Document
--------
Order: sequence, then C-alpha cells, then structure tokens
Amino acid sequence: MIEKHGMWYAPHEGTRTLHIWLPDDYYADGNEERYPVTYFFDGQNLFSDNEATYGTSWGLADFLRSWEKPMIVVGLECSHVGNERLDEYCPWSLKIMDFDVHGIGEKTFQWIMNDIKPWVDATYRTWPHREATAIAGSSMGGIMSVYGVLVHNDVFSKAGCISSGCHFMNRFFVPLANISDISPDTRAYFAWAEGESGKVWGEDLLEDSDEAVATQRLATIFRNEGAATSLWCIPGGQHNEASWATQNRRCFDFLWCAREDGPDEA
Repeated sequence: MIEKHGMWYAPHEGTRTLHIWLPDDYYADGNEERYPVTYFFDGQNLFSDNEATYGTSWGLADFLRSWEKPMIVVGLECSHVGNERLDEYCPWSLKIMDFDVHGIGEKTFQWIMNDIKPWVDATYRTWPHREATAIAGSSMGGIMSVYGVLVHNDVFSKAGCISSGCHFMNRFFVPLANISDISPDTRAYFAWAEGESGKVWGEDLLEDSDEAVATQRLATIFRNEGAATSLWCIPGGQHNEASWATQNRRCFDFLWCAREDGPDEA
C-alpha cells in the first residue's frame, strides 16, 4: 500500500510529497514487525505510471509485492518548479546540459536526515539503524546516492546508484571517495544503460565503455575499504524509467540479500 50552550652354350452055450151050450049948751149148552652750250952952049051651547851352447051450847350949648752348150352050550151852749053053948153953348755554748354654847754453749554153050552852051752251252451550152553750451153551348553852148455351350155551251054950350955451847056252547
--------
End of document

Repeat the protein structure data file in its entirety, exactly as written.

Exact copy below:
Order: sequence, then C-alpha cells, then structure tokens
Amino acid sequence: MIEKHGMWYAPHEGTRTLHIWLPDDYYADGNEERYPVTYFFDGQNLFSDNEATYGTSWGLADFLRSWEKPMIVVGLECSHVGNERLDEYCPWSLKIMDFDVHGIGEKTFQWIMNDIKPWVDATYRTWPHREATAIAGSSMGGIMSVYGVLVHNDVFSKAGCISSGCHFMNRFFVPLANISDISPDTRAYFAWAEGESGKVWGEDLLEDSDEAVATQRLATIFRNEGAATSLWCIPGGQHNEASWATQNRRCFDFLWCAREDGPDEA
Repeated sequence: MIEKHGMWYAPHEGTRTLHIWLPDDYYADGNEERYPVTYFFDGQNLFSDNEATYGTSWGLADFLRSWEKPMIVVGLECSHVGNERLDEYCPWSLKIMDFDVHGIGEKTFQWIMNDIKPWVDATYRTWPHREATAIAGSSMGGIMSVYGVLVHNDVFSKAGCISSGCHFMNRFFVPLANISDISPDTRAYFAWAEGESGKVWGEDLLEDSDEAVATQRLATIFRNEGAATSLWCIPGGQHNEASWATQNRRCFDFLWCAREDGPDEA
C-alpha cells in the first residue's frame, strides 16, 4: 500500500510529497514487525505510471509485492518548479546540459536526515539503524546516492546508484571517495544503460565503455575499504524509467540479500 50552550652354350452055450151050450049948751149148552652750250952952049051651547851352447051450847350949648752348150352050550151852749053053948153953348755554748354654847754453749554153050552852051752251252451550152553750451153551348553852148455351350155551251054950350955451847056252547